The PSO continues to question how the state plans to pay for the estimated $40-60 million a year to monitor and enforce the network of marine protected areas (MPAs) created under the MLPA, especially given the state's current fiscal crisis. "In addition to these concerns, the North Coast phase of the MLPA has faced heightened opposition from Tribal groups over the potential takeover of tribal gathering rights and traditional fishing grounds," the release stated.

"As someone who has participated in the North Coast planning process and seen firsthand the challenges facing the stakeholders in coming to agreement, I applaud Assemblymember Chesbro for requesting the needed delay and urge Secretary Snow to grant the request," said Allen Sansano, Director of Fisheries Affairs for NorCal Kayak Anglers, a PSO member. "Without time to address the serious issues and conflicts facing the North Coast process, we will end up with a hurried MPA proposal that no one is happy with."

Sandy Cooney, spokesman for the California Natural Resources Agency, claimed that "there has been no formal request from Assemblymember Chesbro for an extension."

"Nonetheless, I do know that there have been conversations with the Assemblyman and his staff," said Cooney. "No decision, to grant or not grant an extension, had been made. You may remember that based upon a Chesbro request in late 2009 a six week extension, from mid-December 2009 to Feb. 1, 2010 was granted."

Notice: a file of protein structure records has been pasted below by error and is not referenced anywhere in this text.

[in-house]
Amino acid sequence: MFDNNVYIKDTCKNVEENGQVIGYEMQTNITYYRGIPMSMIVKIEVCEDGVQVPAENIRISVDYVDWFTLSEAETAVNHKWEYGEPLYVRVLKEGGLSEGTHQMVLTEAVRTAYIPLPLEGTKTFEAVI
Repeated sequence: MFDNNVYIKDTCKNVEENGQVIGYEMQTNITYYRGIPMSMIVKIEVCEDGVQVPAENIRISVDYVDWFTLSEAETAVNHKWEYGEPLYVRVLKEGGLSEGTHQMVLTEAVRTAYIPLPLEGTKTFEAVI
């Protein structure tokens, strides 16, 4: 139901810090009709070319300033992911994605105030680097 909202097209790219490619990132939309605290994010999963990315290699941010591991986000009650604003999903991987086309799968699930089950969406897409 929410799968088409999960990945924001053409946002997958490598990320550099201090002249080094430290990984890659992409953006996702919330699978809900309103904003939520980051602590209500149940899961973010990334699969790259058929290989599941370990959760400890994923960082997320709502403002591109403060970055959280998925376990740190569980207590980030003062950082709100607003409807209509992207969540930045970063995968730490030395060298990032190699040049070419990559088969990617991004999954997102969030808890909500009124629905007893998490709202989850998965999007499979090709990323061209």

MLPA critics charge that the Marine Life Protection Act, a landpark law signed by Governor Gray Davis in 1998, has been eviscerated under the Schwarzenegger administration. They have blasted the initiative for taking oil drilling, water pollution, aquaculture, wave energy and all other human impacts on the ocean other than fishing and gathering off the table.

Initiative critics have also pointed out that the MLPA Blue Ribbon Task Forces, created by Schwarzenegger to remove Tribal members, fishermen and seaweed harvesters from the water in so-called "marine protected areas" (MPAs), are dominated by oil industry, marina development, real estate and other corporate representatives who have a direct stake in the designation of these MPAs.